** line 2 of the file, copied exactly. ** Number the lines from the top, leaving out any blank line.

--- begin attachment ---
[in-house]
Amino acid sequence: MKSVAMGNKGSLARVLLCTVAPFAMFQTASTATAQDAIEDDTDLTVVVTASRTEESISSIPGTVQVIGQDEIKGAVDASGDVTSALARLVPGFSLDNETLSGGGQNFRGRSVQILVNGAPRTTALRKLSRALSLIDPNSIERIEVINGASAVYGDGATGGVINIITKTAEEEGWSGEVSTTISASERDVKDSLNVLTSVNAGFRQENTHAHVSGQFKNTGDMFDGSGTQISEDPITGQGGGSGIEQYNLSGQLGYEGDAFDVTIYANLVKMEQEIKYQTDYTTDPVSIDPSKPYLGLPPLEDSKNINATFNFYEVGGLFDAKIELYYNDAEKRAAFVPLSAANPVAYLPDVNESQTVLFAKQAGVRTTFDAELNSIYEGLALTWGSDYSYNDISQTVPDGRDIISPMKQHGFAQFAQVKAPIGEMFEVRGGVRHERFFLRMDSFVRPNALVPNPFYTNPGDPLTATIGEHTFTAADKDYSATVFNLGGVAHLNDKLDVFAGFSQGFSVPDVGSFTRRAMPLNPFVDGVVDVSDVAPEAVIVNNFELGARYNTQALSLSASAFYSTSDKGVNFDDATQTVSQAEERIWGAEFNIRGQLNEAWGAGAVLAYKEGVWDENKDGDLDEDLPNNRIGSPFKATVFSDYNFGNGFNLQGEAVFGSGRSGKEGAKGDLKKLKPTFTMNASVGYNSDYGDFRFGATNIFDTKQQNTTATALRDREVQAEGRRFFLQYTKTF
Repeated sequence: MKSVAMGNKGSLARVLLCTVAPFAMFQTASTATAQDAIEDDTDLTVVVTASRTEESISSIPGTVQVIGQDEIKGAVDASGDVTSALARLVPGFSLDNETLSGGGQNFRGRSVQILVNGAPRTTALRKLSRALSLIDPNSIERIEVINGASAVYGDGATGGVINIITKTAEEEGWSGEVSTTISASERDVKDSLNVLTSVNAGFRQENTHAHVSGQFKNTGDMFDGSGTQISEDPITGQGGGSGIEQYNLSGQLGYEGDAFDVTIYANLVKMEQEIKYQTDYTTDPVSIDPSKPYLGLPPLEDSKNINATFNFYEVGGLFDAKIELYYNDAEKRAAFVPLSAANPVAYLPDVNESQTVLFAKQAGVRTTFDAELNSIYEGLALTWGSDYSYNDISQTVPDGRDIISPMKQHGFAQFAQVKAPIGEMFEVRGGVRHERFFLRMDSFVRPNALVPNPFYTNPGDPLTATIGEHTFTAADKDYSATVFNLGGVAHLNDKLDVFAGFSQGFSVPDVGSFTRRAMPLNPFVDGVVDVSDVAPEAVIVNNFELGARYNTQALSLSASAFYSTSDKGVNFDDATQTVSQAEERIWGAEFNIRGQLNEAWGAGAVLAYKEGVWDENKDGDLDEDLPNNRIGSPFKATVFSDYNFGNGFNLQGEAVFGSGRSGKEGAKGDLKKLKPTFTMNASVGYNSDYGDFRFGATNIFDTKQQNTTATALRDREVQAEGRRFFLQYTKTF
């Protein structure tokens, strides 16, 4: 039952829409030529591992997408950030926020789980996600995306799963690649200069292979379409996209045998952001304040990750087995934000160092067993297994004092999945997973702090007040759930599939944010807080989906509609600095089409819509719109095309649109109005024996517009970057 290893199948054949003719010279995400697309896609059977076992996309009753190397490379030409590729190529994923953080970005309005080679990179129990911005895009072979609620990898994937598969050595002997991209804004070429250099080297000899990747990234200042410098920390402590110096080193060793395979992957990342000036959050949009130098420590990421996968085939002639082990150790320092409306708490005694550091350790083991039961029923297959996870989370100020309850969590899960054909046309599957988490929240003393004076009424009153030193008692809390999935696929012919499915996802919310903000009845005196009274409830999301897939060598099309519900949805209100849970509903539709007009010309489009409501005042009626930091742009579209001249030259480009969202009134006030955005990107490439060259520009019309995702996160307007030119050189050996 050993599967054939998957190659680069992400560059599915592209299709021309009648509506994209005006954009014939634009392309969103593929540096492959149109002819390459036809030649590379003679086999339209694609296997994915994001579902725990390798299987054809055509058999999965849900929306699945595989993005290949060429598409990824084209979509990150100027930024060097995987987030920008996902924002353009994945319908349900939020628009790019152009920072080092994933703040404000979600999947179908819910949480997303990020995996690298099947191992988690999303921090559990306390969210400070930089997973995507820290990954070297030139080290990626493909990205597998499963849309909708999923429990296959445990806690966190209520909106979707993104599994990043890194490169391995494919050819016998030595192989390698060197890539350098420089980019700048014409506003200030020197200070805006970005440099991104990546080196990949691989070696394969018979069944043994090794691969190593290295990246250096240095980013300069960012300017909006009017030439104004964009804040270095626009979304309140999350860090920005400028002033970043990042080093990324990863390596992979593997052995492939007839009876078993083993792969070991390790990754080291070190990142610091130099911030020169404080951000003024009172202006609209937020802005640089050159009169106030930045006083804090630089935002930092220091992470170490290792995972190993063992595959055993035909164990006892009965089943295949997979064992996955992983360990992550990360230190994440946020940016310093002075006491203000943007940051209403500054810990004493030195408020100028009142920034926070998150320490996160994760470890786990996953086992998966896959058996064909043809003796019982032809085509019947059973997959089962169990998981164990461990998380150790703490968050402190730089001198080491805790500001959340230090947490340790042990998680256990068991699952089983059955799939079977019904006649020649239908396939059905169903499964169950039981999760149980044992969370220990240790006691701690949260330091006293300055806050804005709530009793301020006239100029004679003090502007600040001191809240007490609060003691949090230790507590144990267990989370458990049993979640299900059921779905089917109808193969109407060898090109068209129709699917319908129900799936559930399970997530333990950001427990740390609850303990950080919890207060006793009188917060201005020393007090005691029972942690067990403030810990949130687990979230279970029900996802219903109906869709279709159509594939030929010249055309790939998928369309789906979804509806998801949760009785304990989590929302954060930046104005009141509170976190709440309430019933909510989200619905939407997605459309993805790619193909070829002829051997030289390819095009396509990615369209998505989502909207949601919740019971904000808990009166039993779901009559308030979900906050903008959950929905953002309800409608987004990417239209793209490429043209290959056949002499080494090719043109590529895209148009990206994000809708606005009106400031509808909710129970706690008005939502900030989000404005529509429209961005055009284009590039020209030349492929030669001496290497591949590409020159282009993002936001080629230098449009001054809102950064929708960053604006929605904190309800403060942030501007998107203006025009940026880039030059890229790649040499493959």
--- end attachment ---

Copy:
Amino acid sequence: MKSVAMGNKGSLARVLLCTVAPFAMFQTASTATAQDAIEDDTDLTVVVTASRTEESISSIPGTVQVIGQDEIKGAVDASGDVTSALARLVPGFSLDNETLSGGGQNFRGRSVQILVNGAPRTTALRKLSRALSLIDPNSIERIEVINGASAVYGDGATGGVINIITKTAEEEGWSGEVSTTISASERDVKDSLNVLTSVNAGFRQENTHAHVSGQFKNTGDMFDGSGTQISEDPITGQGGGSGIEQYNLSGQLGYEGDAFDVTIYANLVKMEQEIKYQTDYTTDPVSIDPSKPYLGLPPLEDSKNINATFNFYEVGGLFDAKIELYYNDAEKRAAFVPLSAANPVAYLPDVNESQTVLFAKQAGVRTTFDAELNSIYEGLALTWGSDYSYNDISQTVPDGRDIISPMKQHGFAQFAQVKAPIGEMFEVRGGVRHERFFLRMDSFVRPNALVPNPFYTNPGDPLTATIGEHTFTAADKDYSATVFNLGGVAHLNDKLDVFAGFSQGFSVPDVGSFTRRAMPLNPFVDGVVDVSDVAPEAVIVNNFELGARYNTQALSLSASAFYSTSDKGVNFDDATQTVSQAEERIWGAEFNIRGQLNEAWGAGAVLAYKEGVWDENKDGDLDEDLPNNRIGSPFKATVFSDYNFGNGFNLQGEAVFGSGRSGKEGAKGDLKKLKPTFTMNASVGYNSDYGDFRFGATNIFDTKQQNTTATALRDREVQAEGRRFFLQYTKTF